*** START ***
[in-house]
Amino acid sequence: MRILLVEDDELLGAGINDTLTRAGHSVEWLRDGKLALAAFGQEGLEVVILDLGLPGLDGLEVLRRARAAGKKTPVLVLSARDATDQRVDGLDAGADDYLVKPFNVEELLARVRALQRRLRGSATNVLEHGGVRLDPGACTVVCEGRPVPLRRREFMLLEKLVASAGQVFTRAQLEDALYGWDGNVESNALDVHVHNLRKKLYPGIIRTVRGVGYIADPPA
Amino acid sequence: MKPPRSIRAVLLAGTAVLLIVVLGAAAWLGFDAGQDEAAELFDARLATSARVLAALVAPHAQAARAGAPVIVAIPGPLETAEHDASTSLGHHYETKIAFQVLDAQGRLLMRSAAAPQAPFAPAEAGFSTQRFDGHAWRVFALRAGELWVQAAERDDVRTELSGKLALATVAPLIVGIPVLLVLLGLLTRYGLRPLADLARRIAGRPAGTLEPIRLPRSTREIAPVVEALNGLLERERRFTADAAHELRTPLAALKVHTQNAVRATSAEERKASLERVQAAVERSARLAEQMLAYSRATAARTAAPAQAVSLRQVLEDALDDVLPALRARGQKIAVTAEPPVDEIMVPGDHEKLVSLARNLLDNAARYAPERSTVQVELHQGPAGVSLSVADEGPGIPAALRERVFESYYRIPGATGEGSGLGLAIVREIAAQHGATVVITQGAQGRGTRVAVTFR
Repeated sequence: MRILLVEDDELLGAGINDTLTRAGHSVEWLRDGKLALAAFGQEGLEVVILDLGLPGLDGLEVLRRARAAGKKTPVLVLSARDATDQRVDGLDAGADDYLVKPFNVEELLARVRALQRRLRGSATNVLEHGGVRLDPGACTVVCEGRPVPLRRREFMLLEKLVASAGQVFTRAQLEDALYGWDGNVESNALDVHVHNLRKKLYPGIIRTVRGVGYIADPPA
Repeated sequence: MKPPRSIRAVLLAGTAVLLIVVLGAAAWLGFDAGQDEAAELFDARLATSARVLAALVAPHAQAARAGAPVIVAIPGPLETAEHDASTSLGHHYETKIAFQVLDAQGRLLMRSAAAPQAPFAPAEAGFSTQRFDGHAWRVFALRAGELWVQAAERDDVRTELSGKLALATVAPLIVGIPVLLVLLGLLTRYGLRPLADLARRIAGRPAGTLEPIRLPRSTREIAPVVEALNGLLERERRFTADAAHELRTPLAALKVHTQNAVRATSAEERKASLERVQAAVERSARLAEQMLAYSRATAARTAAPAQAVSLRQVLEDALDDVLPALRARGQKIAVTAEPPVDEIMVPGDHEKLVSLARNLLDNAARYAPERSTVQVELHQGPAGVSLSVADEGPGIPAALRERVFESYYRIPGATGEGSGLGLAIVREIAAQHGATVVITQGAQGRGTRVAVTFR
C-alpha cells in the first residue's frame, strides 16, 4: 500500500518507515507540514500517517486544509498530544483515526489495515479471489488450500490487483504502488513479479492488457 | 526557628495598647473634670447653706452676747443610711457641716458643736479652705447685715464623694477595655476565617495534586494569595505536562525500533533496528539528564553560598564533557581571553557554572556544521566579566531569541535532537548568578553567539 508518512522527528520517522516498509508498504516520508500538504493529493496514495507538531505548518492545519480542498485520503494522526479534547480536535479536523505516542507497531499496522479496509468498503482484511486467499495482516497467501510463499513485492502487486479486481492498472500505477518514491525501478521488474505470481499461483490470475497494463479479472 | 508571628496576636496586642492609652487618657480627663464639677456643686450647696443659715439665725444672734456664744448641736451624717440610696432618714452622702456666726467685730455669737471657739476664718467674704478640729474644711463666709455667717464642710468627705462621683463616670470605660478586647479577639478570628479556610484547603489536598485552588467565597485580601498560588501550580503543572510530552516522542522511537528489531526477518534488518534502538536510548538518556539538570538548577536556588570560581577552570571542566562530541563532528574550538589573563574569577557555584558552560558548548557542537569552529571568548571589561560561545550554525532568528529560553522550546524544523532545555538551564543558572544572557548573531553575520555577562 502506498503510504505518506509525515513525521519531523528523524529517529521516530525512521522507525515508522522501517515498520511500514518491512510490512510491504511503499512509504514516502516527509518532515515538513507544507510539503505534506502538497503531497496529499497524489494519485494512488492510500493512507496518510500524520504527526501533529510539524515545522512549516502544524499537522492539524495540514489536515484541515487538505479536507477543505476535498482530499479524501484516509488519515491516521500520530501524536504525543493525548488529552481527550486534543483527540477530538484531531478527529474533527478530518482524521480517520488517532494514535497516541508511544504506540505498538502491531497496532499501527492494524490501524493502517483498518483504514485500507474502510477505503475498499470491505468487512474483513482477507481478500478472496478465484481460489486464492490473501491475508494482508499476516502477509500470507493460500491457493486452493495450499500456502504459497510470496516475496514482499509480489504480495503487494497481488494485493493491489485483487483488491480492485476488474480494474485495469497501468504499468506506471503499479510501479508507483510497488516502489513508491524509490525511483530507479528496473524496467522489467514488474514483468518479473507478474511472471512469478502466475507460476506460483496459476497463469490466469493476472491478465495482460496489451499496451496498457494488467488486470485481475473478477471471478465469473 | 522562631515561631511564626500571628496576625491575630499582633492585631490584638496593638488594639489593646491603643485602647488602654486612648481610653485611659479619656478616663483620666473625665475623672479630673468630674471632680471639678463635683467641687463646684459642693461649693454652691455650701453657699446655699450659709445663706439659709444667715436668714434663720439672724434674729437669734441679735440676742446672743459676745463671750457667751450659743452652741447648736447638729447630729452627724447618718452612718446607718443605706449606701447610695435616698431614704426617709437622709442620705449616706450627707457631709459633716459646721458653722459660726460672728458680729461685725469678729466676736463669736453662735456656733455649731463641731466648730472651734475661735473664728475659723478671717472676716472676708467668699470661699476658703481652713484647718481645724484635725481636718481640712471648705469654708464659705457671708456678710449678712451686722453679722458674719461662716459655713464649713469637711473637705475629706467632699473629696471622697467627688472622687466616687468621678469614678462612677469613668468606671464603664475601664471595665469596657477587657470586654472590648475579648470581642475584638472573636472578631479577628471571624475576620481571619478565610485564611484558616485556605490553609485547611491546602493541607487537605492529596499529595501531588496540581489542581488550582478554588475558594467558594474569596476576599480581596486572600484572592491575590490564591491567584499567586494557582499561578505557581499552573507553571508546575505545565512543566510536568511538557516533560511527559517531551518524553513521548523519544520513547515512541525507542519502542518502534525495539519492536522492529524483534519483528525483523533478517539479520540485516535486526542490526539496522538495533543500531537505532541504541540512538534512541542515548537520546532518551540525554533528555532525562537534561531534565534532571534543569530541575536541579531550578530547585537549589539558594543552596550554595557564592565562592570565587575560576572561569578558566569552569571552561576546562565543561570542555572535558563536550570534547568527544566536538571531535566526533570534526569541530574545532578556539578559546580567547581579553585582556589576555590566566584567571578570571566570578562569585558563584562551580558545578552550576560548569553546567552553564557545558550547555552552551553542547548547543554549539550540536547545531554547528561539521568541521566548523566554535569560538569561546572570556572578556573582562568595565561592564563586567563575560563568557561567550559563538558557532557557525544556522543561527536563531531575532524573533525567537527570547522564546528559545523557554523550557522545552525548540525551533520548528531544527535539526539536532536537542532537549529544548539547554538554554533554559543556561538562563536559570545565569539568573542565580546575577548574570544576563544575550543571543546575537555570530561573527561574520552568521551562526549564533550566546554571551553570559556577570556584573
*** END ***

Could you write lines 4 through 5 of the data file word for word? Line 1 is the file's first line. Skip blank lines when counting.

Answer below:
Repeated sequence: MRILLVEDDELLGAGINDTLTRAGHSVEWLRDGKLALAAFGQEGLEVVILDLGLPGLDGLEVLRRARAAGKKTPVLVLSARDATDQRVDGLDAGADDYLVKPFNVEELLARVRALQRRLRGSATNVLEHGGVRLDPGACTVVCEGRPVPLRRREFMLLEKLVASAGQVFTRAQLEDALYGWDGNVESNALDVHVHNLRKKLYPGIIRTVRGVGYIADPPA
Repeated sequence: MKPPRSIRAVLLAGTAVLLIVVLGAAAWLGFDAGQDEAAELFDARLATSARVLAALVAPHAQAARAGAPVIVAIPGPLETAEHDASTSLGHHYETKIAFQVLDAQGRLLMRSAAAPQAPFAPAEAGFSTQRFDGHAWRVFALRAGELWVQAAERDDVRTELSGKLALATVAPLIVGIPVLLVLLGLLTRYGLRPLADLARRIAGRPAGTLEPIRLPRSTREIAPVVEALNGLLERERRFTADAAHELRTPLAALKVHTQNAVRATSAEERKASLERVQAAVERSARLAEQMLAYSRATAARTAAPAQAVSLRQVLEDALDDVLPALRARGQKIAVTAEPPVDEIMVPGDHEKLVSLARNLLDNAARYAPERSTVQVELHQGPAGVSLSVADEGPGIPAALRERVFESYYRIPGATGEGSGLGLAIVREIAAQHGATVVITQGAQGRGTRVAVTFR